ITMO University scientists in collaboration with their colleagues from the Swedish University of Agricultural Sciences (SLU University), Uppsala, Sweden, have developed biocomposites made of proteins based on natural spider silk and optically active nanoparticles. What is remarkable about the new material is that it combines the properties of natural silk fiber and synthetic particles. The biocomposite has unique mechanical characteristics and can give a detectable optical response when exposed to infrared radiation, which makes it a potential candidate for biomedical applications.
Development of new materials with unique properties is today one of the top priorities for researchers. Now that nanotechnologies are being developed rapidly, qualitatively new hybrid materials with an expanded range of functional properties can be obtained.
Spider silk has long been considered one of the most interesting biological components for creating new materials. Consisting of protein molecules, long chains made of thousands of amino acids, it offers a much better quality than its artificial counterparts. Spider silk fiber has areas where several protein chains are connected via stable chemical bonds, which ensures its strength, while areas between these compounds ensure its high elasticity.
In addition to that, spider silk has a range of interesting biological properties: it is biocompatible, has high values of cell growth factors and their adhesion, and its proteins are genetically adaptive. All this makes spider silk a potential candidate for medical applications, for example, in surgery and transplantology.
Depending on the type of nanoparticles used for their modification, functional hybrid materials can acquire new properties needed for a particular application.
As a result of successful collaboration between scientists from ITMO University’s SCAMT Laboratory and the research group led by professor Vadim Kessler and associate professor Gulaim Seisenbaeva from the SLU University (Sweden), biocomposites made of spider silk proteins and hafnium and zirconium oxide nanoparticles doped with rare-earth ions have been developed. The researchers have shown that hybrid materials made of spider silk fiber and coated with a uniform layer of inorganic nanoparticles can be optically active while remaining strong and elastic. Apart from that, the researchers have managed to prove that the resulting composites are biologically compatible.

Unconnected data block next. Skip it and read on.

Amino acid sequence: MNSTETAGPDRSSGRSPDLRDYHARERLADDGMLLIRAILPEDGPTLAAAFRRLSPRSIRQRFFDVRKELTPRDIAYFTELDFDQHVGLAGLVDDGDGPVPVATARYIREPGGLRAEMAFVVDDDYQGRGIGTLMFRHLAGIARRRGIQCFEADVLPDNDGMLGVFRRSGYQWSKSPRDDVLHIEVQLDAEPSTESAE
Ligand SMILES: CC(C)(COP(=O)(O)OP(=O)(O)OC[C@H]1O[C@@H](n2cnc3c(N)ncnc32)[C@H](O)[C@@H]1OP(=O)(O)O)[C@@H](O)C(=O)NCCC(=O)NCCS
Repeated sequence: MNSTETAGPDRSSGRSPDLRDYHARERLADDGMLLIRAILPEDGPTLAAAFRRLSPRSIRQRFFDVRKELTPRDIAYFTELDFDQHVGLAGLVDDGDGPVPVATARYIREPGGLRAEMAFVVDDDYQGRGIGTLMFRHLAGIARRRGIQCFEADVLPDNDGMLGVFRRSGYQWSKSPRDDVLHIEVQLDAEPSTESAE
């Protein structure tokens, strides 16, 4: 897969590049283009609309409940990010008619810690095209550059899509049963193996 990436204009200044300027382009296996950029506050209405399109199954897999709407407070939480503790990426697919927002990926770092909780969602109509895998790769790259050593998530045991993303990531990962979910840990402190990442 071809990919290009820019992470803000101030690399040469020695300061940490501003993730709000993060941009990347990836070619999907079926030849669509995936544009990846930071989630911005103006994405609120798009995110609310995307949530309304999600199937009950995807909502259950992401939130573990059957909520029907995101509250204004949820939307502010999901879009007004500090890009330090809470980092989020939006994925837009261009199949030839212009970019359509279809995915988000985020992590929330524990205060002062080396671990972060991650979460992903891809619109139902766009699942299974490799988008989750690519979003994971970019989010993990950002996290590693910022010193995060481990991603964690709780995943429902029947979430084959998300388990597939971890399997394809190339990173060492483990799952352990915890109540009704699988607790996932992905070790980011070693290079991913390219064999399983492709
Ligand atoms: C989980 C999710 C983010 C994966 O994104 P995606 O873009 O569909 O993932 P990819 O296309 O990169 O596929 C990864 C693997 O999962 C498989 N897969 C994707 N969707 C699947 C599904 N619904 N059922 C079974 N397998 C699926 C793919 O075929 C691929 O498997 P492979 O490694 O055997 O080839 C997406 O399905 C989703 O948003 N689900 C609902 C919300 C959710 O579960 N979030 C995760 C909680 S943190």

“Our task was to come up with the easiest, cheapest and safest way of creating hybrid materials. Our research indicates that this can be done with the use of hafnium and zirconium oxides doped with rare-earth elements. When it comes to biovisualization technologies, there are certain methods that suggest using toxic optical agents, which must first be coated with special shells. We, in our turn, wanted to avoid using any denaturing agents or additional shells, and at the same time create biocompatible, safe composites,” says Alexandra Kiselyova, the first author of the article, a staff at ITMO University’s SCAMT international laboratory.
The obtained composite fibers can be used as a highly sensitive visualizing material through harnessing the upconversion effect that allows to transmit low-energy radiation from the near-infrared part of the spectrum (which is safe for living organisms) into high-energy radiation in the visible range of light. The scientists have expanded the upconversion properties of nanoparticles to macro-scale components in order to produce optically active web-based composite materials.
Thus, the modification of the spider silk using upconversion particles opens up the possibility for non-invasive detection and visualization of biomaterials in real-time mode. The developed material can pave the way to modern biomedical technologies, the authors of the study add.
An insectarium was created specifically for the research and development of new materials at SCAMT laboratory; about 60 spiders of two species, Linothele fallax and Holothele incei, live there. As the researchers explain, these species were chosen because of the volume of the silk they produce. Insects at the insectarium are kept in conditions as close to their natural habitat as possible: on a special substrate, at certain humidity and temperature levels necessary for a particular species.
In the future, scientists plan to further develop their area of research, as well as continue to study the properties of spider silk in order to be able to fully reproduce its unique properties. Specialists around the world continue to discover new properties of this natural material. That’s why this topic is especially relevant today, adds Alexandra Kiselyova.
Reference: Optically Active Hybrid Materials Based on Natural Spider Silk, Aleksandra Kiseleva, Grigorii Kiselev, Vadim Kessler, Gulaim Seisenbaeva, Dmitry Gets, Valeriya Rumyantseva, Tatiana Lyalina, Anna Fakhardo, Pavel Krivoshapkin, Elena Krivoshapkina, ACS Applied Materials & Interfaces, DOI: 10.1021/acsami.9b05131, 2019
(author Elena Menshikova)